THE BAT MITZVAH

Early in the 20th century, Rabbi Mordecai Kaplan (the founder of the Reconstructionist Movement) determined that his daughter, Judith, was equal to any boy who had come to him for Bar Mitzvah, and so the Bat Mitzvah ceremony was born at the Society for the Advancement of Judaism in New York in the Spring of 1922. The Reform movement has stressed the equality of the sexes since its inception in the 19th century, and did away with all sexist barriers in religious practice. Therefore, girls and boys celebrate their coming of age on their 13th birthday.

 THE SIGNIFICANCE OF BAR/BAT MITZVAH TODAY

For the Bar or Bat Mitzvah, entering adolescence means that he/she will be expected to make more decisions on his/her own and will assume more responsibility independent of parental guidance or direction. This applies to personal responsibilities as an individual, as a Jew, and as a member of the community.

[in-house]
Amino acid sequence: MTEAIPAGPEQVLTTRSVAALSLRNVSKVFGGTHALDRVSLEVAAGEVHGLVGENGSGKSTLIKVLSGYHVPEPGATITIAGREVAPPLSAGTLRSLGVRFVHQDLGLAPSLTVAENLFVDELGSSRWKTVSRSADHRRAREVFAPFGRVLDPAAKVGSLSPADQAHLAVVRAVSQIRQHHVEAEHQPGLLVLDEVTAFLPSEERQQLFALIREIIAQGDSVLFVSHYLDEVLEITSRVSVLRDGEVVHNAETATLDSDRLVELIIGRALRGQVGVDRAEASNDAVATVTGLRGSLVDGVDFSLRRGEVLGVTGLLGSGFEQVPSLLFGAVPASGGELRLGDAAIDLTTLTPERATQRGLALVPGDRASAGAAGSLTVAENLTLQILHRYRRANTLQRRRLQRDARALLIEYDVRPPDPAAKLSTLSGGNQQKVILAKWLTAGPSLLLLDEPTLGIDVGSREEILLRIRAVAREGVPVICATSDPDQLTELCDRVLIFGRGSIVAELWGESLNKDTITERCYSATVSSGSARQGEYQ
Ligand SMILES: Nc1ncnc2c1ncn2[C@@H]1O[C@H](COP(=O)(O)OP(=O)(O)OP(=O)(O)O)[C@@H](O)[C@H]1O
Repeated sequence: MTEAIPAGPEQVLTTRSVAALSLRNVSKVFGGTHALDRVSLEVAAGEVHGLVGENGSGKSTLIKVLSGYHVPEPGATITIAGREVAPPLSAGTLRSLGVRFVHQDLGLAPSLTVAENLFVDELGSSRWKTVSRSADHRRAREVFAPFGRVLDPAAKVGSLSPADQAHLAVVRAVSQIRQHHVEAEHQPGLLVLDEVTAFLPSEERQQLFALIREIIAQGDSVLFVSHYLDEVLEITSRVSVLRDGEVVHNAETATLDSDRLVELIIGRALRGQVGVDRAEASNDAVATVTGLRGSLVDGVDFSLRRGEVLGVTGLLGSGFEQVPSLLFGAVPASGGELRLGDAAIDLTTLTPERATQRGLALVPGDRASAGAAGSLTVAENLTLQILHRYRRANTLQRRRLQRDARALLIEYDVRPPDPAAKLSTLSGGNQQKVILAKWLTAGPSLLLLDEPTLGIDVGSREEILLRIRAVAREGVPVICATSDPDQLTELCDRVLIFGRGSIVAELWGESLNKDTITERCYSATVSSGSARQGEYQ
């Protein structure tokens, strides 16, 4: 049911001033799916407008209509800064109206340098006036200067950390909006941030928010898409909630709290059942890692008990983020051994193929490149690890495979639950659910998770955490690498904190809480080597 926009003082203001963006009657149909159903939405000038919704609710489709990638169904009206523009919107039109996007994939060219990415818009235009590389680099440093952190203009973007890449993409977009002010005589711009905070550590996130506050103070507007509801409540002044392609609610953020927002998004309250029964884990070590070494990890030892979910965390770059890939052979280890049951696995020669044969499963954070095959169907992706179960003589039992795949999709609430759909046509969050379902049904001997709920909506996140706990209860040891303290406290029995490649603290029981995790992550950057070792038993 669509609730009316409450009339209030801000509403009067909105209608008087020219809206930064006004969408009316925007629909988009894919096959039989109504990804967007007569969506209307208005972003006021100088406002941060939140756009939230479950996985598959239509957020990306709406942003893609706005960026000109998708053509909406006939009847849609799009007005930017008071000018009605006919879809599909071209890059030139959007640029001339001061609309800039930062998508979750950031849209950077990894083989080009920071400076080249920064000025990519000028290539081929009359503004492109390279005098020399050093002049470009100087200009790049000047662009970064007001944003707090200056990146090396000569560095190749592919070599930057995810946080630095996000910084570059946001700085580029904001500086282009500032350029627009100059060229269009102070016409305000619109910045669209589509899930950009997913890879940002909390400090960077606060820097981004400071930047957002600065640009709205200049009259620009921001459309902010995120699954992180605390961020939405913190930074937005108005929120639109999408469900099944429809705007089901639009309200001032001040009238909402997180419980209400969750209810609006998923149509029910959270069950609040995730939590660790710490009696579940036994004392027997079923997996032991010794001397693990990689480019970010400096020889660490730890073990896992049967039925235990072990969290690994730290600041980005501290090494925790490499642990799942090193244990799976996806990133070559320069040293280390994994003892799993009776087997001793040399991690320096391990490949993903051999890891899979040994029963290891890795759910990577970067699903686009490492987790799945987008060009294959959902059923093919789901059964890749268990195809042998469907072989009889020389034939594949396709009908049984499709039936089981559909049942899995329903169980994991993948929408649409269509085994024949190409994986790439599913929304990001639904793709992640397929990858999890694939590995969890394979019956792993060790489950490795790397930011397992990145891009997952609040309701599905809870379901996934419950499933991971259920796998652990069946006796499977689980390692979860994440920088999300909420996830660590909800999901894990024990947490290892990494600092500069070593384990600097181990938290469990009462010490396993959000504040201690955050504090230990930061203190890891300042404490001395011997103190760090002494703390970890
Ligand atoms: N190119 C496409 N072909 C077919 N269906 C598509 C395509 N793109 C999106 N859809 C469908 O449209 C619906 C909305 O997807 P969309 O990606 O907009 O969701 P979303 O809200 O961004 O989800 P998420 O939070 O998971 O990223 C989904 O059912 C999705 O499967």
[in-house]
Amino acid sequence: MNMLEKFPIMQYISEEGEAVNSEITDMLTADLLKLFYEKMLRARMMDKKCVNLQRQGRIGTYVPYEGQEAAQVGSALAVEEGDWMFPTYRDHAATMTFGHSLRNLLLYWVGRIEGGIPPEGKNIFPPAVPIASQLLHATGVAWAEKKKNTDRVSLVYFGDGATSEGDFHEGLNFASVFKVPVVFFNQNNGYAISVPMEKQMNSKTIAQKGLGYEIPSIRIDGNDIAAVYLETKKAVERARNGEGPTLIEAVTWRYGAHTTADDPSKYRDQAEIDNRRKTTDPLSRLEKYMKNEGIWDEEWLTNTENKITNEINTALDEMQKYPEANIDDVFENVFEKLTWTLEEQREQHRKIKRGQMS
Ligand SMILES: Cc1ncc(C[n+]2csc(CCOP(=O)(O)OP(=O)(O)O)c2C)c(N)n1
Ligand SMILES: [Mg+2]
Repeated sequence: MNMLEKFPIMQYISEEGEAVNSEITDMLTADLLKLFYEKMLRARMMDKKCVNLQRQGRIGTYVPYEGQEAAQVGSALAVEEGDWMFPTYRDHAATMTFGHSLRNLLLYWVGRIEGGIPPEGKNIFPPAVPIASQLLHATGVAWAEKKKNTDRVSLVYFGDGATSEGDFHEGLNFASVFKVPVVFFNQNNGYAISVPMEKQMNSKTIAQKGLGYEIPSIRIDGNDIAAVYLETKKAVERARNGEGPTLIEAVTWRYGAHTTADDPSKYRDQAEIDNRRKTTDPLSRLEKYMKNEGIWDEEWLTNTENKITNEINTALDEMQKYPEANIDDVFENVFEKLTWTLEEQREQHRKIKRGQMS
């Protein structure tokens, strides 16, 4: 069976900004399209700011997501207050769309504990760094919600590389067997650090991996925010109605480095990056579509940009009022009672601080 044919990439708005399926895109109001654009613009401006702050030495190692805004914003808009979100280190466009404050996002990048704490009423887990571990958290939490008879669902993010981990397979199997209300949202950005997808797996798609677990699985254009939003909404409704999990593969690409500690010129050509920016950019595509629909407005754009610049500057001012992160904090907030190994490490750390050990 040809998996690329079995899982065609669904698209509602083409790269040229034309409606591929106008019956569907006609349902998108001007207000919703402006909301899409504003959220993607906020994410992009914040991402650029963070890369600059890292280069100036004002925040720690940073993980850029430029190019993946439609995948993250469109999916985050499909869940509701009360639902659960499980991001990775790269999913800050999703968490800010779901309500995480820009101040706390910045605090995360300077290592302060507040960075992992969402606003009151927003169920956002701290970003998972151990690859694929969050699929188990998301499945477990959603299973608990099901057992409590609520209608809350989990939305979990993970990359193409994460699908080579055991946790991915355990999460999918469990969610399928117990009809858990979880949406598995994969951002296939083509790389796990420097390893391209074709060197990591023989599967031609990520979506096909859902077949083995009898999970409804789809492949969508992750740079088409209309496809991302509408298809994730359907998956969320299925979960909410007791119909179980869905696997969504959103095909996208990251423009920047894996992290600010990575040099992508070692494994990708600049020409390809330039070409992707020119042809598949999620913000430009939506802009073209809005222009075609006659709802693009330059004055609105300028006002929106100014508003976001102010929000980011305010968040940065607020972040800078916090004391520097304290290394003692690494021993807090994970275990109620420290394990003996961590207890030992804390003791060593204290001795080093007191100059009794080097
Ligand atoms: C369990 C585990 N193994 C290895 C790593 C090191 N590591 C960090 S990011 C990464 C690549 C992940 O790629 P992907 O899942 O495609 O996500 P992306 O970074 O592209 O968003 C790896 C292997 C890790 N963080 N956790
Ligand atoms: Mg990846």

Our B’nai Mitzvah still need your help and guidance as they embark upon their studies. Through their Hebrew/ Bar & Bat Mitzvah studies, your child is learning how to take on more independence and responsibility. Your involvement in helping your child plan their practicing and learning about the torah portion together not only enables your child to learn and grow, but also will create a meaningful lifecycle experience for your entire family.

10:00 am – Shabbat Morning Services

Single BM services will conclude at 11:45am and double BM services will conclude at 12:15pm.

Food Policies for Temple Emanu-El UPDATED Jan.2016

Caterers Check Out Form

Event Setup

Room Diagram